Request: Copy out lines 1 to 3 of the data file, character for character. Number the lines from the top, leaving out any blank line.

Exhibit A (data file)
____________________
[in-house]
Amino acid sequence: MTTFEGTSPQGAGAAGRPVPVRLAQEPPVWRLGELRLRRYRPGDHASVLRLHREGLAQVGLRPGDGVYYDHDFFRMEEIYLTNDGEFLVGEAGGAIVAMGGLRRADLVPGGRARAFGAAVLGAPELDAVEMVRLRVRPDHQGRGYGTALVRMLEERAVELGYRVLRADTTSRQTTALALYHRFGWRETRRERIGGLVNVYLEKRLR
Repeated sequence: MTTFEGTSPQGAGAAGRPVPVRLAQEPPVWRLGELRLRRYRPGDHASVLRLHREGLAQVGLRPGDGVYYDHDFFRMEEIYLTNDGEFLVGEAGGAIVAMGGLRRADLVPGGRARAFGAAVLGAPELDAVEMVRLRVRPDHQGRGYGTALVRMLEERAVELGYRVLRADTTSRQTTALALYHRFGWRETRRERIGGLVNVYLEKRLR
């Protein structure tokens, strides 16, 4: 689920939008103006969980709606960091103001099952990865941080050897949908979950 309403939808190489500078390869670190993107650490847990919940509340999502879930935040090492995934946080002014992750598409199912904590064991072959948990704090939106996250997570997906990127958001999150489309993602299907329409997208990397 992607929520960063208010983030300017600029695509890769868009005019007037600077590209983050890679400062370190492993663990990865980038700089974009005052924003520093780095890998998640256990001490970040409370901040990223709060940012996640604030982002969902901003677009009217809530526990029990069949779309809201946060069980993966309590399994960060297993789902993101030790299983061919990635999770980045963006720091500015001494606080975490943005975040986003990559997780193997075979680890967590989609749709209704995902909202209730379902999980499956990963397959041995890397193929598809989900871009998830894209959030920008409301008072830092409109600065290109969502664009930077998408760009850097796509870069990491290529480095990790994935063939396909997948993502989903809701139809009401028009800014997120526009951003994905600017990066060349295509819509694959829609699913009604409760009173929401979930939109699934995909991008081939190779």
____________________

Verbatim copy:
[in-house]
Amino acid sequence: MTTFEGTSPQGAGAAGRPVPVRLAQEPPVWRLGELRLRRYRPGDHASVLRLHREGLAQVGLRPGDGVYYDHDFFRMEEIYLTNDGEFLVGEAGGAIVAMGGLRRADLVPGGRARAFGAAVLGAPELDAVEMVRLRVRPDHQGRGYGTALVRMLEERAVELGYRVLRADTTSRQTTALALYHRFGWRETRRERIGGLVNVYLEKRLR
Repeated sequence: MTTFEGTSPQGAGAAGRPVPVRLAQEPPVWRLGELRLRRYRPGDHASVLRLHREGLAQVGLRPGDGVYYDHDFFRMEEIYLTNDGEFLVGEAGGAIVAMGGLRRADLVPGGRARAFGAAVLGAPELDAVEMVRLRVRPDHQGRGYGTALVRMLEERAVELGYRVLRADTTSRQTTALALYHRFGWRETRRERIGGLVNVYLEKRLR